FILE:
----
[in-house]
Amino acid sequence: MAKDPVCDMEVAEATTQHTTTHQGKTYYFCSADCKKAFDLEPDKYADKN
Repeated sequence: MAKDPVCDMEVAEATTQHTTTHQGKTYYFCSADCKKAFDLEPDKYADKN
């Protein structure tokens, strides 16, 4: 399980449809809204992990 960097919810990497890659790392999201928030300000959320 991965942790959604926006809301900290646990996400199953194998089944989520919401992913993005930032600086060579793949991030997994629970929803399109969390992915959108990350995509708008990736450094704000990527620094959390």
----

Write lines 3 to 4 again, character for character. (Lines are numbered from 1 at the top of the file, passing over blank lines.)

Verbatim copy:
Repeated sequence: MAKDPVCDMEVAEATTQHTTTHQGKTYYFCSADCKKAFDLEPDKYADKN
């Protein structure tokens, strides 16, 4: 399980449809809204992990 960097919810990497890659790392999201928030300000959320 991965942790959604926006809301900290646990996400199953194998089944989520919401992913993005930032600086060579793949991030997994629970929803399109969390992915959108990350995509708008990736450094704000990527620094959390």